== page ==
1

It sucks in air from inside the case but how does the heated air get out of the PSU? There's holes at the back but we all know that hot air doesn't travel sideways unless forced. Also in my case the PSU sits atop the CPU heatsink so the air drawn inside the PSU might already be quite warm. Isn't this inefficient?

My setup looks like this minus the fan at the front of the case:

enter image description here

7
  • 3
    How exactly is it inefficient? Cool air enters, warm air raisesm, then leaves the case. – Ramhound Jun 16 '15 at 10:43
  • Read carfully. I don't have a fan in the front of the case (which isn't the point really). What I mean is that there's no fan that blows hot air out of the PSU... – H3R3T1K Jun 16 '15 at 10:50
  • 2
    yea the PSU itself pulls a lot of heat through and out, i always thought it was nice to have the psu fan be dual purpose. Newer designs can have the psu on the bottom in 2 different configurations, pulling cold to itself from outside the case, or pulling the warmer case air through and out. I do not see it as any more inneficient as the cpu and or gpus having to have thier heat double removed, first from the sinks, then out of the case. There are ducting designs that solved that too. It just isnt as nice to the PSU as it could be, but works fine. – Psycogeek Jun 16 '15 at 10:52
  • You said you have an exhaust fan though.. PSU has an exhaust fan also. – Ramhound Jun 16 '15 at 10:54
  • If you have a fanless psu, the case airflow and fans and all should be arranged to push air through the psu, like it would on many designs, or things like the capcitors would suffer unnessisarily. – Psycogeek Jun 16 '15 at 10:56
1

It sucks in air from inside the case but how does the heated air get out of the PSU?

As air is pulled into the PSU by its fan, the air pressure within the PSU will increase. This pressure increase will cause air to be expelled through any PSU opening where there is lower air pressure on the other side. So most of this air would exit through the backside of the PSU into open space outside the PC case.

However if you inspect the PSU thoroughly, you should also find openings that face into the PC case. (These openings exist to ensure proper air circulation within the PSU so that deadzones and hotspots are minimized.) So if the PC case is not pressurized (by case fans that pull air in) to a level greater than within the PSU, some of the air heated by the PSU will be recycled back into the case instead of being expelled outside.

Due to this recycling of heated air, I avoid using PSUs with 12cm fans. (FWIW I also think cooling in a PC has been marginal since day one of the IBM PC.)

but we all know that hot air doesn't travel sideways unless forced.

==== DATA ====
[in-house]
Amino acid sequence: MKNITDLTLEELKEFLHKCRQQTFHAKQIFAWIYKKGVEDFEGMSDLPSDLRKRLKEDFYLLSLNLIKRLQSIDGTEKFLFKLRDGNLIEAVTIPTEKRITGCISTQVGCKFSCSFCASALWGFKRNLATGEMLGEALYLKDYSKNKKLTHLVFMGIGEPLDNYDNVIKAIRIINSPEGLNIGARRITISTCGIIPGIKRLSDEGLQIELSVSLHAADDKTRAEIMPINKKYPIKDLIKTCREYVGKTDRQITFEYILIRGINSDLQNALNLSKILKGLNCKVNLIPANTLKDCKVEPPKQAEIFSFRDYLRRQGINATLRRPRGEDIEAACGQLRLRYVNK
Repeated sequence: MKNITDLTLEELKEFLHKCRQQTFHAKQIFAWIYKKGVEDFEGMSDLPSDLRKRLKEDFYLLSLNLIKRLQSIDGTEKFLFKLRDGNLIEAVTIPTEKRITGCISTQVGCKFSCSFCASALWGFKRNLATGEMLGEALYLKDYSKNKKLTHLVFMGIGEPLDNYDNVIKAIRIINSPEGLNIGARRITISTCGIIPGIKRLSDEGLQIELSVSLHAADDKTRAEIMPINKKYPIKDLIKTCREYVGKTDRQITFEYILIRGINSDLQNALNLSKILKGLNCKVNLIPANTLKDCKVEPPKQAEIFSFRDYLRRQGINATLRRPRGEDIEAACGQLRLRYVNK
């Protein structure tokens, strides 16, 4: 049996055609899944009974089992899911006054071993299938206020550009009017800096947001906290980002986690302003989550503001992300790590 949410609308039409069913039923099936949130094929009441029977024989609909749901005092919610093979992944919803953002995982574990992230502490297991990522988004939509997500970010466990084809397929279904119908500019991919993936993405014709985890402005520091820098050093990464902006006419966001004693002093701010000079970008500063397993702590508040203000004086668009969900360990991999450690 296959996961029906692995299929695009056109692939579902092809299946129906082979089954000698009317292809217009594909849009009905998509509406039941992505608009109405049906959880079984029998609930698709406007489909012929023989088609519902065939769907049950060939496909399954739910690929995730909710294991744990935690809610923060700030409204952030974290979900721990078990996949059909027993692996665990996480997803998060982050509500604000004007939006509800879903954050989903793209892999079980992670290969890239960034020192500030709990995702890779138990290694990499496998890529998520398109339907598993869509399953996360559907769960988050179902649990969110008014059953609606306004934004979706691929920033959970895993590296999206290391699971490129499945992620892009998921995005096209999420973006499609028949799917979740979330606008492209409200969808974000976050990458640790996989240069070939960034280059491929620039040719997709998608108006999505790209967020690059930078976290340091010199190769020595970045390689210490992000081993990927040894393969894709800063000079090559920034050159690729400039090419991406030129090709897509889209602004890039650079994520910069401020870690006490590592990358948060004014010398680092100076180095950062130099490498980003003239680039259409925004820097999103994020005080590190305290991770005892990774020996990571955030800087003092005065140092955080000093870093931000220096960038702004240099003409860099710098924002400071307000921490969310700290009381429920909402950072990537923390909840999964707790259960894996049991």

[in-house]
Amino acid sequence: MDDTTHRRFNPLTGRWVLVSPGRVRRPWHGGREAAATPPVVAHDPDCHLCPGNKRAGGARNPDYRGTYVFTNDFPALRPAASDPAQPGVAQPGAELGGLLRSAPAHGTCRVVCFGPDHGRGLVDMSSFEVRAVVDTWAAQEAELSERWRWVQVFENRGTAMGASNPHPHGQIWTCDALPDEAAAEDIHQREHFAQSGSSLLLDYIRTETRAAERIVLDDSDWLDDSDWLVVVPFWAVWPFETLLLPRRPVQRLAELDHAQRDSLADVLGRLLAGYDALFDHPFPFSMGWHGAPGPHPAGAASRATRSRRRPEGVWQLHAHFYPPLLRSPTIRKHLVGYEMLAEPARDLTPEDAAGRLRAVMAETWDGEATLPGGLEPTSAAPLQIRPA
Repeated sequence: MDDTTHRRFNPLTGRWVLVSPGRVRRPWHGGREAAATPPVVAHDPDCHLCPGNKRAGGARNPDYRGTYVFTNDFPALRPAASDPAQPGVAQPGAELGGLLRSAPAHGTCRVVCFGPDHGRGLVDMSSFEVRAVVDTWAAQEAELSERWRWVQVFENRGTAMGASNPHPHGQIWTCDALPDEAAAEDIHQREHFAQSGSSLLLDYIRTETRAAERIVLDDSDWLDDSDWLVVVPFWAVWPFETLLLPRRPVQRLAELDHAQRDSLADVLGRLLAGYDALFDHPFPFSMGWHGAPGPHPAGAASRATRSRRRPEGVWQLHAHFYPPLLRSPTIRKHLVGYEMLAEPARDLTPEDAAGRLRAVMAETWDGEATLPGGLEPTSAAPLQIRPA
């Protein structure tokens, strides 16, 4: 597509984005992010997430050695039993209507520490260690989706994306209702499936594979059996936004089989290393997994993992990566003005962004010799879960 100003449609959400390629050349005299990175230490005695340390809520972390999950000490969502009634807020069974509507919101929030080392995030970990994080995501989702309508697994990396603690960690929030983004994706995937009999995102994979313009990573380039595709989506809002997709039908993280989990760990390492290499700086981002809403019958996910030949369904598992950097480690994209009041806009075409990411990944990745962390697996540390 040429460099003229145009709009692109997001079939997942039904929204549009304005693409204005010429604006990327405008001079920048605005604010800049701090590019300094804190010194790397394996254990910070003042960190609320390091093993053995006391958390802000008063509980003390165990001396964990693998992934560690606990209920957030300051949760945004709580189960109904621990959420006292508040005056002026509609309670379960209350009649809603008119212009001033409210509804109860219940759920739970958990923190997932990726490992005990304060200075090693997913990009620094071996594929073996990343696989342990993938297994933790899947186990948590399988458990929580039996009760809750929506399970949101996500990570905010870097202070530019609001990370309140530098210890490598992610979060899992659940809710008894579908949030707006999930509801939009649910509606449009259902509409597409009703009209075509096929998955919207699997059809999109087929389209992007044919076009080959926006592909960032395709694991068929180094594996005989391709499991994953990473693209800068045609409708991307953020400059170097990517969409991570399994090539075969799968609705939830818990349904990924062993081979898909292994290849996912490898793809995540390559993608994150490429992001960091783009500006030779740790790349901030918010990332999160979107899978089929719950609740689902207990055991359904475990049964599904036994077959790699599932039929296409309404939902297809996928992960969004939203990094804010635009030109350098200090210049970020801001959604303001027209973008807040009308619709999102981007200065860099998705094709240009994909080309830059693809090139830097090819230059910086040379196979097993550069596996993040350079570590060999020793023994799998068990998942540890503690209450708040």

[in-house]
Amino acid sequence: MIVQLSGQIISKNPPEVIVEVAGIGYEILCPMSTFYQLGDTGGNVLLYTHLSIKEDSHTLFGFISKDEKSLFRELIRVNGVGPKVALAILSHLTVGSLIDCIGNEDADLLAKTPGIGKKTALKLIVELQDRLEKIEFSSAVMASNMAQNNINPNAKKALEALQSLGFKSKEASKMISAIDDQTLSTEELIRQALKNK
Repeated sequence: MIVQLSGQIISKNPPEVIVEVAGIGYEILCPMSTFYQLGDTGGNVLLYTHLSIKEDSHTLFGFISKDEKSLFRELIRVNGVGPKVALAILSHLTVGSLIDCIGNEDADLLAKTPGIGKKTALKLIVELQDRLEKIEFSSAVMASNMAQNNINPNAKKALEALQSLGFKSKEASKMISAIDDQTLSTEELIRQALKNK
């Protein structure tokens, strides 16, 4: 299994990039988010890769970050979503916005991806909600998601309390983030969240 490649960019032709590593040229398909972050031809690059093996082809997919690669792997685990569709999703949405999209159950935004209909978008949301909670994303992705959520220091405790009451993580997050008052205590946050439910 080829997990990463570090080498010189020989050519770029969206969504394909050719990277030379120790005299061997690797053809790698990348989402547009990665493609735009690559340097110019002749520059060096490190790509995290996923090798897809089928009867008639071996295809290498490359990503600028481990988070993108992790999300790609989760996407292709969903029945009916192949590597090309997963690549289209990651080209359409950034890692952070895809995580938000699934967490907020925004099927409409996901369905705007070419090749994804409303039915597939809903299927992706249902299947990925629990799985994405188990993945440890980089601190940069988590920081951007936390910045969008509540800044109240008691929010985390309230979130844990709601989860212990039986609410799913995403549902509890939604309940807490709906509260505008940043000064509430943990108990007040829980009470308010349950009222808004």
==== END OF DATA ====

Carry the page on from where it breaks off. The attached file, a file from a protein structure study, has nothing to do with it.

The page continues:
A pressure differnential (the outside of the PSU enclosure needs to be at a lower pressure than inside) is supposed to provide this force.

Also in my case the PSU sits atop the CPU heatsink so the air drawn inside the PSU might already be quite warm. Isn't this inefficient?

(That not the proper use of "sits atop", which implies contact.)
Inefficient is not the perfect word if you're concerned about this preheated air entering the PSU. It's not an ideal cooling method.
There's an additional concern of the proximity of these fans. Both the PSU fan and the rear-case fan are facing the same intake air space and trying to draw the same air. Since the air flow is primarily between the CPU-heatsink fan and the rear-case fan, the PSU fan seems to have poor intake flow.

1
  • Thanks for clearing this up. English is not my first language and as a result my questions may seem vague from time to time... – H3R3T1K Jun 27 '15 at 8:00
2

If your PSU has an inlet fan pulling air into it from in the case as your comment suggests, then that fan will by definition be pushing air out of the PSU as well.

You cannot push a volume of gas (air) into an area and expect it to just stay there, it will raise the pressure slightly, then that pressure increase will push outwards and the air will then flow out of the area through any open vents such as the back of your PSU.

Quite simply if you push or pull air into an open area then it will flow through that area and out via any path available. Just because that path is sideways is irrelevant, you have increased the pressure inside the unit by using a fan and the best path available to equalize the pressure is via the outlet. Your PSU is not a sealed unit so it has an airflow through it.

Without this mechanism then air pressure would continue to build up in the area and, as fusion is pretty hard to achieve with oxygen and nitrogen, you would first end up with some kind of electron degenerate matter. If you continue pushing air in then you may well achieve fusion, but by that point I would expect your computer to have achieved several million degrees Celsius and probably melted.

1
  • "Without this mechanism then air pressure would continue to build up in the area" -- Not "area" but volume. But the statement is false because the fan is not capable of maintaining air flow as pressure increases. These fans have performance graphs that chart the actual "cfm" under varying conditions other than ideal (i.e. open space). – sawdust Jun 16 '15 at 18:23

Not the answer you're looking for? Browse other questions tagged or ask your own question.